Featured Coach: Isaiah Schwerin of Central Marin SC
Our Featured Coach series continues with an interview with Isaiah Schwerin of Central Marin Soccer Club.
Schwerin coaches boys and girls at various ages for the Central Marin Soccer Club, and has coached high school soccer at Marin Academy. He holds a USSF National D License and Coerver Academy Youth Diploma.
Last season, his U12 boys won the Bronze NorCal State Cup.
You can learn more about his experience in the game and Central Marin SC by visiting the club's official site.
1. What is your approach to developing youth soccer players?
Schwerin: The focus has to be on engineering technical players.
Cultivating ball mastery is a huge part of developing a well rounded player: first-touch, ball manipulation, ability to play with both feet, comfort controlling the ball with the inside/outside of foot, and the confidence and creativity to take opponents on 1v1 are the key building blocks to future success.
2. How important is team building for young soccer players?
Schwerin: It might be the most important aspect to discovering success during your season. From day one of mini-camp, whenever I work with a new team, I spend at least a few hours over the course of the week doing some fun team building exercises that get the players working together.
It's also important to teach players to 'greet' each other at the start of every session/match: a quick fist-bump, 'how's it going?', or 'what's up girl?' goes a long way in reducing any cliques that might develop amongst the players.
3. Is it tough to balance player development with winning expectations from parents and the club?
Schwerin: Yes, it can be very challenging. Competitive programs have paid coaches that are expected to improve players and get results straight out of the gate.
The reality is that many kids need a lot of time to improve and coaches are often on a short leash. At the end of the day, every coach should know that player development must by the priority despite outside pressures.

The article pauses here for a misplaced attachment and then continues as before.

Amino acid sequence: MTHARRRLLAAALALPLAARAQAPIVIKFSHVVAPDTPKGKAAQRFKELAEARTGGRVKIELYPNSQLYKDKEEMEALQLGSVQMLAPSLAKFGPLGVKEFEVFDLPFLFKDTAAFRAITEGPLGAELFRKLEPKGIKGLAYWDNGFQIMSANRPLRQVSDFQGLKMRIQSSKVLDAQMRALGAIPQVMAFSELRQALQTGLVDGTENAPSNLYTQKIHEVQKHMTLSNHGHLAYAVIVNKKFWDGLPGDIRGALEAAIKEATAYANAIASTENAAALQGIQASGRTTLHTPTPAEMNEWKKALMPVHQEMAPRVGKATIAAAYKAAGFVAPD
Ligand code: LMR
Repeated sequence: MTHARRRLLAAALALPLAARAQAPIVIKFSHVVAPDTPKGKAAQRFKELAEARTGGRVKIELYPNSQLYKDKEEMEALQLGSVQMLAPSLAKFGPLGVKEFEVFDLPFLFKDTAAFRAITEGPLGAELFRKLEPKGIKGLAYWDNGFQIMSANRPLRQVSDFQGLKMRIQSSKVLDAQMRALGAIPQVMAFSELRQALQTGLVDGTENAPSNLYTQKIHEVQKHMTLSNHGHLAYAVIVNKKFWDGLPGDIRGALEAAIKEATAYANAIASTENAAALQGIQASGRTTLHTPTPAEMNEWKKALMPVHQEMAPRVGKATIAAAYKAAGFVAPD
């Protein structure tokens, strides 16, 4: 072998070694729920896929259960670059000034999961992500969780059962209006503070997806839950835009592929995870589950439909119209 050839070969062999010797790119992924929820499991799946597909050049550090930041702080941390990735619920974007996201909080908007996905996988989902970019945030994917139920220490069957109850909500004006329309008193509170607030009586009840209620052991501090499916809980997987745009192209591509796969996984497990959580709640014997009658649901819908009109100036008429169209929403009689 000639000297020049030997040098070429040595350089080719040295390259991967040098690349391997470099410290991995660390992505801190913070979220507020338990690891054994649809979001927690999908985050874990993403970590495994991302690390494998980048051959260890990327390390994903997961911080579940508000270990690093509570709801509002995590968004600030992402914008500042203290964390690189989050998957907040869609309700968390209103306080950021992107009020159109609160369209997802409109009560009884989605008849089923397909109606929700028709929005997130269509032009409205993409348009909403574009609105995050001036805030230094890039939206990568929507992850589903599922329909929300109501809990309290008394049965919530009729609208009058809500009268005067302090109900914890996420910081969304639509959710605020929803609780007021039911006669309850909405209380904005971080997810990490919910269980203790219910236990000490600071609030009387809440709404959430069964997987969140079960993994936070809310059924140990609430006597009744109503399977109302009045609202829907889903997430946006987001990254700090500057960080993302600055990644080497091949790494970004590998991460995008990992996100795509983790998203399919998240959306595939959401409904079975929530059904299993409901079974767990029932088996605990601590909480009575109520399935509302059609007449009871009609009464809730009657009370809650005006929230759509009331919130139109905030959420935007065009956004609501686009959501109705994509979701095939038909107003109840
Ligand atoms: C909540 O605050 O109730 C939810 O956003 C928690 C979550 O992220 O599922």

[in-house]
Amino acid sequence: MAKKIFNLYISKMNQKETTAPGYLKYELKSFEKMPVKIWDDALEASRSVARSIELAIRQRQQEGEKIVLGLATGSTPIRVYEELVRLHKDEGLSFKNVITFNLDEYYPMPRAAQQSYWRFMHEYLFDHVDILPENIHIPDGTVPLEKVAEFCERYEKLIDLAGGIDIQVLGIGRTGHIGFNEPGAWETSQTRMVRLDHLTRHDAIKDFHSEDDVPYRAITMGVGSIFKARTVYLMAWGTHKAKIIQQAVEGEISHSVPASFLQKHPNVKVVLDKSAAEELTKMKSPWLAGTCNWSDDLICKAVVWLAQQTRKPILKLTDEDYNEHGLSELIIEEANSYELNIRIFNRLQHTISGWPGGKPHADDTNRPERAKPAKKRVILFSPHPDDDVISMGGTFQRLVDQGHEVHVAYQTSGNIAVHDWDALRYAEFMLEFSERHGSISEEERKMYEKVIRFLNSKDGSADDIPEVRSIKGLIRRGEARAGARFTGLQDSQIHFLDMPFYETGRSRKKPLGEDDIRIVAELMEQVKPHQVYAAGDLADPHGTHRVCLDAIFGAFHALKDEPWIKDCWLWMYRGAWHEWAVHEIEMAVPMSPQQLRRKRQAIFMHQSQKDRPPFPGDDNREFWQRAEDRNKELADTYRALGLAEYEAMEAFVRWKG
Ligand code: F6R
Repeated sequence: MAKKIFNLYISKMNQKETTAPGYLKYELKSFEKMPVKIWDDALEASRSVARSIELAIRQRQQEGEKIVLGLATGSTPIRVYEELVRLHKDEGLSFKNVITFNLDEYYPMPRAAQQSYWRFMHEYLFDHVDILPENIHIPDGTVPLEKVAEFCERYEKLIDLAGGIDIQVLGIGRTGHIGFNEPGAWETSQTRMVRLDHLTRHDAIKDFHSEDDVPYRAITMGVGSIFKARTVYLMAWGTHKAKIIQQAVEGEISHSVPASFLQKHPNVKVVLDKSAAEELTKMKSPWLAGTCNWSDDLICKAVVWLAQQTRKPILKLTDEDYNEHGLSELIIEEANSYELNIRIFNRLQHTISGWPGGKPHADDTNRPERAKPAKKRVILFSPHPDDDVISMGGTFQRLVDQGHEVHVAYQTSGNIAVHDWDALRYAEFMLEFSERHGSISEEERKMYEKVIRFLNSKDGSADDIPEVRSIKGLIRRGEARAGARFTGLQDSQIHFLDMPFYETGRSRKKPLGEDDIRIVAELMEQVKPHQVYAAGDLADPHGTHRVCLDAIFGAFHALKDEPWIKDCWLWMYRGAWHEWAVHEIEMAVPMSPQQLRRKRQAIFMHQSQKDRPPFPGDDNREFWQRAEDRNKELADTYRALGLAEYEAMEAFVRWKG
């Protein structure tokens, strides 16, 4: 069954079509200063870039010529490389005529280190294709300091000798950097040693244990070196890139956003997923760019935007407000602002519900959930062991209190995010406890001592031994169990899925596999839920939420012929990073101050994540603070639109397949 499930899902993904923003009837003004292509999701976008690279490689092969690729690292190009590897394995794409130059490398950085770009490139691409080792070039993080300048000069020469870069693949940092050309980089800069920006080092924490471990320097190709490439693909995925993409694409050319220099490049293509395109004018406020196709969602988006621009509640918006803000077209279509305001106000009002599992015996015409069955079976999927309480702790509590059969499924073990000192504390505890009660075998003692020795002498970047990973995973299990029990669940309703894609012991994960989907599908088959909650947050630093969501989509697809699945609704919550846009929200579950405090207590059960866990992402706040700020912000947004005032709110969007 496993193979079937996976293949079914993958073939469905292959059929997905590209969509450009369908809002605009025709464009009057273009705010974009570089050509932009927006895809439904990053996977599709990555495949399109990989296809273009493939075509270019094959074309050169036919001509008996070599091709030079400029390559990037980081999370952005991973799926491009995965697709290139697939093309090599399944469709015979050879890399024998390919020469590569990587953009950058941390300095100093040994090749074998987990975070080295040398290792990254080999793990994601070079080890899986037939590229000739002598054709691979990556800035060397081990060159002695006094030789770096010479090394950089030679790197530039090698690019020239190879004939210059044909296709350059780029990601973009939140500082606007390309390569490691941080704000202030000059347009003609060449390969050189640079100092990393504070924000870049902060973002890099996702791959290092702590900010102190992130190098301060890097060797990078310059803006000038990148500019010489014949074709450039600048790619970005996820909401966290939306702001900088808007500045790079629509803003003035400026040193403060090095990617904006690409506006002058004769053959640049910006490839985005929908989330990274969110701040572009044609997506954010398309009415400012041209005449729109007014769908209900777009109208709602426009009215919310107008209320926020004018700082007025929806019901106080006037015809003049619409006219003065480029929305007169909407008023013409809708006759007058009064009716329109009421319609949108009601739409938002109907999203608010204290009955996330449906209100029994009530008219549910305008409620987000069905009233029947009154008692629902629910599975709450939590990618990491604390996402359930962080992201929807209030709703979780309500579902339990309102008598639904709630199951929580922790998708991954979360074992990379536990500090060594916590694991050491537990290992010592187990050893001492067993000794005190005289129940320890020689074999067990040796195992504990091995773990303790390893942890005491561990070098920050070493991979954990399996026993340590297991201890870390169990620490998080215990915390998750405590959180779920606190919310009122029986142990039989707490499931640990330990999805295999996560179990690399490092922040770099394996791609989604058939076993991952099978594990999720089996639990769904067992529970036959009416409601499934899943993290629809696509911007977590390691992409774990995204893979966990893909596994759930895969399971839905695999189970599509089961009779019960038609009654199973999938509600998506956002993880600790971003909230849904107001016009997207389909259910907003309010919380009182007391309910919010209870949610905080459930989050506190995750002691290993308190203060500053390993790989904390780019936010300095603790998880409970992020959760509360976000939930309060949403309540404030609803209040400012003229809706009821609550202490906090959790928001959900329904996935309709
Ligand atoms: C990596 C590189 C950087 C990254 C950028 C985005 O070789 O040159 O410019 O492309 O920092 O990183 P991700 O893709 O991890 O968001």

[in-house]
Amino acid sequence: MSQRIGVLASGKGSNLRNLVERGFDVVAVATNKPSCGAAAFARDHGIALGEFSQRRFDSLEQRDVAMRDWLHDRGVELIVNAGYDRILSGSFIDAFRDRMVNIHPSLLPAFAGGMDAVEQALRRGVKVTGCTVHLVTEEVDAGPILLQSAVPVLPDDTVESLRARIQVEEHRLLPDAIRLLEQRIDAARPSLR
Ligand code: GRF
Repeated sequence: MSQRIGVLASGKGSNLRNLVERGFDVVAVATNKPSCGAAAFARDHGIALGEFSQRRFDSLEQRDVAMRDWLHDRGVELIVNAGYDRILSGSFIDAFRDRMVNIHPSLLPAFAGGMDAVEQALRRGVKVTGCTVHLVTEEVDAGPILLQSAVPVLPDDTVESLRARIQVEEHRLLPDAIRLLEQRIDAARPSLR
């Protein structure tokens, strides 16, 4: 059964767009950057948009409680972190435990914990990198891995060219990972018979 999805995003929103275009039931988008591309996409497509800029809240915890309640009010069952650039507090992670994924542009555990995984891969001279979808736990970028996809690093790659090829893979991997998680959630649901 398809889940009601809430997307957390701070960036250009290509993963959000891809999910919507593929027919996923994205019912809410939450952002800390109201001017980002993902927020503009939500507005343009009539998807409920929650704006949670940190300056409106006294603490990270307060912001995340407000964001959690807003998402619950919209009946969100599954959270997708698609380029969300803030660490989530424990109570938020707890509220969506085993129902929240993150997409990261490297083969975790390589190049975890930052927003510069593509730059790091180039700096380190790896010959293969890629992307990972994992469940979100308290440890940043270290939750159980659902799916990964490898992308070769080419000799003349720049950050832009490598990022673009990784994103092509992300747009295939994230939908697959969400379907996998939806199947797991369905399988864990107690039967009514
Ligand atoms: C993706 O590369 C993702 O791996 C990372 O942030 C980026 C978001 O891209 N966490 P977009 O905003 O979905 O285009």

4. How can a coach relay that message to a team-parent community?
Schwerin: Communicate, communicate, communicate. Coaches of youth players are endowed with a sacred trust and sharing information on training progress, a matchday review, checking in on an injured player, or addressing rumors circulating through a team community is a great way to earn respect and support.
If parents know that you care about the big picture, their child's human development, as well as their athletic achievements, they will be more focused on that positive side of your mentoring than any wins or losses that might come on the pitch.
5. What advice would you give to young players looking to take their game to the next level?
Schwerin: Watch the pros do their thing. Watching the best players in the world is one of the best teaching tools a young player has at their disposal. Get inspired by the creative passing of a Mesut Ozil, the brilliant dribbles of a Lionel Messi, the vision of a Carli Lloyd, or great goalkeeping of Hope Solo. Then practice, practice, practice.
Imitate the moves, work on your ball mastery, setup an obstacle course in backyard to hone your through balls, or get mom or dad to shoot on you to practice your diving saves!
Talent is not given, it's develop through hard work, focused practice, and passion for the sport.